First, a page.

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Data-driven decision-making around data security – Is this a myth?

Every CISO would agree that true data-driven decision-making around security would greatly enhance their organization’s security posture. This can be enabled by clear and concise information around –

· What data is present? Who created it? Who is using it and how?

· What are the highest risk areas (by vendor, system, process) to focus on?

· Are risks concentrated in particular areas of the organization?

· Controls and Gaps: What controls are in place to mitigate risks? How are gaps in controls tested?

. Are there differences in controls across systems with similar risks?

. Are there gaps between policy and actual implementation?

· Are changes to risk profiles tracked and understood?

While this seems simple, many organizations lack ready access to such information. From our experience, companies often structure their security programs and controls without the hard data that should be guiding their decision-making. Additionally, when organizations are trying to adopt data-driven decision-making around security, they are drowned with a lot of meaningless information about their data.

Both these themes come across clearly in a recent CISO benchmark survey conducted by Cisco (20 Cybersecurity Considerations for 2020). Organizations were increasing spending on proactively identifying data-related risks and focusing more on prevention rather than reactive responses. This means focusing on the basic and foundational elements like building a data inventory, identifying and quantifying assets with the highest and lowest risks, etc. Also, 16% of organizations received 100,000 or more daily alerts – this has increased from 11% in 2017. However, the increase in the alerts has not reduced the rate of legitimate incidents (consistent at 26% year-over-year). The increased alerts might possibly be including more false positives (i.e. getting drowned in data but this data is not actionable and accurate).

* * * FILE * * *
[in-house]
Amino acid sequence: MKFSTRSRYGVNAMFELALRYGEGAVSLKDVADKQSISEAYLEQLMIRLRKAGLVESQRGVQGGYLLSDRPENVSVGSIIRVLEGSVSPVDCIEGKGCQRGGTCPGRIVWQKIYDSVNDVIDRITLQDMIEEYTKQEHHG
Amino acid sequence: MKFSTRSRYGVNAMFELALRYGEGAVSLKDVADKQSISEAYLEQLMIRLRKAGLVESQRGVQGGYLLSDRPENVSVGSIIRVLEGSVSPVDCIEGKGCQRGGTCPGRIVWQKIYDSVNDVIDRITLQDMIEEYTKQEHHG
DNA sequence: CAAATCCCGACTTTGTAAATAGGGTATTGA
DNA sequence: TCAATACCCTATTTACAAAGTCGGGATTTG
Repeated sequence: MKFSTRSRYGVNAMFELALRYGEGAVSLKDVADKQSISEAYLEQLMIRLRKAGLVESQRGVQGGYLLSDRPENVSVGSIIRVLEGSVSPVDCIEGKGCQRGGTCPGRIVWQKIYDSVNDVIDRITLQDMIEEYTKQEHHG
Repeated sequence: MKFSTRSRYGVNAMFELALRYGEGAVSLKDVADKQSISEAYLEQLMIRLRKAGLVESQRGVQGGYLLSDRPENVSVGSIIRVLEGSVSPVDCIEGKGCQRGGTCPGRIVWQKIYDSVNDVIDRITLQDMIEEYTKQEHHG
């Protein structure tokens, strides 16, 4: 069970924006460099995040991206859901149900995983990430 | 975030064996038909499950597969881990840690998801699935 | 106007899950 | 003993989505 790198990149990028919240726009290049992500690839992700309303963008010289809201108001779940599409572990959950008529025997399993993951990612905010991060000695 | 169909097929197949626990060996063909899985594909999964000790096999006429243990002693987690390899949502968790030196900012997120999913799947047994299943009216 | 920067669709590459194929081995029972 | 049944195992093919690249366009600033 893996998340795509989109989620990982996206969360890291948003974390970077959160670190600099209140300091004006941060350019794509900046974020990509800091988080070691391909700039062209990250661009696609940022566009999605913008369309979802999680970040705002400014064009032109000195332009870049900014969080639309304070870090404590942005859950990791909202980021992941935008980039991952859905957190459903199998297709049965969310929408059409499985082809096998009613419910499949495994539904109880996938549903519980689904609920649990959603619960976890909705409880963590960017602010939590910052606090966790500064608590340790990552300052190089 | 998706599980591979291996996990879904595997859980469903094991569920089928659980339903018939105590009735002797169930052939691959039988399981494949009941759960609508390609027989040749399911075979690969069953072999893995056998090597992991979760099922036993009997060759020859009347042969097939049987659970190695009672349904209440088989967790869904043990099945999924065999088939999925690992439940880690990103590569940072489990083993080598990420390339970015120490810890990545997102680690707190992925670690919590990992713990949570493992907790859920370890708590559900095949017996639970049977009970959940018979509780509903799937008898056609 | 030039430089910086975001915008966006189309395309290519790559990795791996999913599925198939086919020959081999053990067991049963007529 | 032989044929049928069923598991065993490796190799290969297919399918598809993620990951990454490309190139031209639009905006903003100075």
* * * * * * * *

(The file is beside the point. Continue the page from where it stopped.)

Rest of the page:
A similar warning was sounded by New York’s Department of Financial Services (DFS) around the next level of risk mitigation companies utilize – namely insurance against cyber risk. In a recently issued Cyber Risk Framework (Feb 2021), the DFS said many insurers who provide insurance against cyber risk do not have a rigorous and data-driven approach to cyber risk. The DFS also said experts are concerned that insurers are not yet able to accurately measure cyber risk.

It is clear many companies do not have the data to make informed decisions about data-related risks. Unfortunately, for data-related issues, there is only a poor understanding of the who, what, where, and how. But there is no magic button that can be pressed to address this. Organizations have to first recognize that this is an issue and take a hard look at their current processes. Only a few organizations even attempt the next step of trying to build a comprehensive Data Map. An even smaller fraction actually ends up with a comprehensive Data Map that stays current. Without true data-driven decision-making around security, it would be like throwing darts with our eyes closed - our ability to hit the target would be greatly diminished.


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